To make your sourdough challah, first prepare the starter, in a medium jar or container, combine ½ cup water with ½ cup whole-wheat flour and mix well. Cover and let sit at room temperature for 2 days. Dump out about 75% of it, leaving about a few tablespoons in the jar or container. Feed the starter by adding ½ cup water and another ½ cup whole-wheat flour and mix well. Let sit for another 2 days. Repeat this process every 2 days for 2 weeks total. I like to feed the starter 12 hours before I use it to make bread. After 2 weeks you can keep the starter in the fridge and do the dumping and feeding of it every week. After you feed it, let it sit out at room temperature for a few hours before you return it to the fridge.
To make the preferment for your dough, in a mixing bowl, place the 1 cup warm water, 1 cup of bread flour and ¼ cup of the starter and mix well. Cover with plastic wrap and let sit for at least 12 hours. I usually let it sit for about 14 hours.
In a separate bowl place the sugar, salt and oil. Add the boiling water and whisk well. Add the cold water and mix again. Beat the eggs in a small bowl and add to the bowl of sugar, salt, oil and water, reserving one tablespoon to brush on the loaves before baking. Whisk well. Add 3 cups of bread flour, one at a time, and mix well each time. Add the preferment mixture and mix well. Add another cup of flour and mix in. At this point I dump the dough onto the counter and mix with my hands. Add ½ cup flour and mix. If still sticky, add another ¼ cup flour and mix until the dough is mostly smooth, and you don’t see any flour not mixed in. There is no need to knead, just mix in the flour. It will not be as smooth as regular challah dough. Cover the bowl with plastic.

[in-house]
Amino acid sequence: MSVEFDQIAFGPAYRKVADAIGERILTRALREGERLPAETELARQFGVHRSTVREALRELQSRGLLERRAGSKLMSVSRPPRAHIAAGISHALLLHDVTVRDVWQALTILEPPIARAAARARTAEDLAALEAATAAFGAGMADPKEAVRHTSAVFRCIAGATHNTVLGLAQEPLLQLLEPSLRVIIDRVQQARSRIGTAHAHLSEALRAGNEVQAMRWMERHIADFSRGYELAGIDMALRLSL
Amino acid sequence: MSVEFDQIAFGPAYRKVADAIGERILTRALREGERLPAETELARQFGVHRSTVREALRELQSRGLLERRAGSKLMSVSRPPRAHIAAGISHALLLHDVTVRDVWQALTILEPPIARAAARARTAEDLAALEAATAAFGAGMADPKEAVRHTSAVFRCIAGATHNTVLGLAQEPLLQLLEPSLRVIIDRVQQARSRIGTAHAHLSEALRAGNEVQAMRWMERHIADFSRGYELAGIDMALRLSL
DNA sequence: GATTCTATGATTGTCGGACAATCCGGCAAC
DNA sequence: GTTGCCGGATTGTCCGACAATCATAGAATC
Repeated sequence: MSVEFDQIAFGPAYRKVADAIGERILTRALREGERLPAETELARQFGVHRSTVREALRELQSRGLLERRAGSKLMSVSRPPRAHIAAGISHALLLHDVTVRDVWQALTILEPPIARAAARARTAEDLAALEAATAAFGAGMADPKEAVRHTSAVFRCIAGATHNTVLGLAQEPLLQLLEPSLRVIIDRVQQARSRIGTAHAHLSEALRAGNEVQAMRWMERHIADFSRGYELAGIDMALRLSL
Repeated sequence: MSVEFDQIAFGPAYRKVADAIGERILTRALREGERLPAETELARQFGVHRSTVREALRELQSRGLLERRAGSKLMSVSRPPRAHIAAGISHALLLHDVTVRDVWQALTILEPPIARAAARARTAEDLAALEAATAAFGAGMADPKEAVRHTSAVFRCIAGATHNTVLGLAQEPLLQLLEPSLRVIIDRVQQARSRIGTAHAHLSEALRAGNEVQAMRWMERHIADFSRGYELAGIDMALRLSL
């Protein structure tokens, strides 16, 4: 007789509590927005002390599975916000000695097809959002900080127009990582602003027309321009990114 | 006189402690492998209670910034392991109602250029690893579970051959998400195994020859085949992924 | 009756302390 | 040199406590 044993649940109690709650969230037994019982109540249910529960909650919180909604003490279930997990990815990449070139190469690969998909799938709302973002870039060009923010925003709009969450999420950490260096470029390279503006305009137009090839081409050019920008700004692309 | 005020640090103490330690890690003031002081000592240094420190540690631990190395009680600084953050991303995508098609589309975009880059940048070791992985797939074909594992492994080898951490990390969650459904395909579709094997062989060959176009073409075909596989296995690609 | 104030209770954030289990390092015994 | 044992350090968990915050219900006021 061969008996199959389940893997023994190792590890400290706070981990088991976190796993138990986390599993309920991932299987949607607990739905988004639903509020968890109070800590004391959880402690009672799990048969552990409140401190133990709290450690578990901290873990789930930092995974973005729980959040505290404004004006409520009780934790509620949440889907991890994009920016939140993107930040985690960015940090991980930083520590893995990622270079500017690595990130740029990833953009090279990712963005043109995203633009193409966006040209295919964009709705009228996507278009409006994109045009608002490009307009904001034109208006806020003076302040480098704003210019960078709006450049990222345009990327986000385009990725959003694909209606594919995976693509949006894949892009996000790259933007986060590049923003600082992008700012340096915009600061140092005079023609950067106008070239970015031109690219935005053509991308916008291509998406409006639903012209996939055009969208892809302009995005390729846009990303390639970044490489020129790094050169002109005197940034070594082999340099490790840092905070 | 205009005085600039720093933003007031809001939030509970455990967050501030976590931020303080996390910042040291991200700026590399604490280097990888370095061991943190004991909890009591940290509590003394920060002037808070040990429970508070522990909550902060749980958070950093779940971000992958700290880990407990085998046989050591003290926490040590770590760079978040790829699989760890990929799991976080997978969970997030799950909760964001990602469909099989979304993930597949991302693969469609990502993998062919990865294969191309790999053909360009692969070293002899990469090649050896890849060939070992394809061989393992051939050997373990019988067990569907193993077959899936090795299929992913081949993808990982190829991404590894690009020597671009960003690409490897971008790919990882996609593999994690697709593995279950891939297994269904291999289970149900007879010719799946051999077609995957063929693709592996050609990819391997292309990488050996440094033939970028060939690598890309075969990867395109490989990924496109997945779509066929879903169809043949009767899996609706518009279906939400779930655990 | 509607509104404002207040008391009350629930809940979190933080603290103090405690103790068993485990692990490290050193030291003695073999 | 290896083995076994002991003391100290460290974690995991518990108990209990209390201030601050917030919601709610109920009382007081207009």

Place the remaining beaten egg into a small bowl and store covered in the fridge.
After ½ hour, uncover the bowl. Fill a measuring cup with about 1 cup of water, dip your hand into the water and place your fingers underneath one part of the dough, about 3 inches under the dough. Use your hand to lift up that part of the dough and fold it into the center. Turn the bowl and place your hand underneath the next part of the dough and fold over another section. Continue until you have made your way all around the dough, wetting your hand every other fold.
Recover the bowl and let the dough sit for another half hour. Repeat the folding process and let sit for another ½ hour. Repeat the folding process and let sit for another ½ hour and then repeat one more time.
Recover the dough with fresh plastic wrap and let it sit and rise for 10 to 12 hours. It should grow at least 50% bigger, if not more. Sprinkle some bread flour on your counter. Use a plastic bench scraper to scrape the dough out of the bowl onto the counter on top of the flour. Let sit for 10 minutes.
Divide the dough into two pieces. Rub some flour on your palms and fingers and lift one piece of dough above the counter and let it stretch briefly back toward the counter. Place the dough back on the counter and fold the piece you are holding 2/3 of the way over the rest of the dough. Lift the opposite side and fold over to cover the dough, like you are folding a letter.
Give the dough a ¼ turn – so that the seam is now vertical. Grab the bottom of the dough and lift up above the counter briefly, as you did the first time, and let it stretch back down toward the counter. Place the dough back on the counter and fold the piece you are holding 2/3 of the way over the rest of the dough. Take the opposite side and fold over to cover the dough.
Divide each piece of dough into three or the number of strands you want to braid.
Dust your hands with flour again and loosely braid the loaves. Place onto a lined cookie sheet. Let rise for 2 hours.
Preheat oven to 350°F. Add 1 teaspoon water to the reserved egg and mix well. Brush the top of the loaves and sprinkle with any desired seeds. Bake for 35 minutes, or until browned.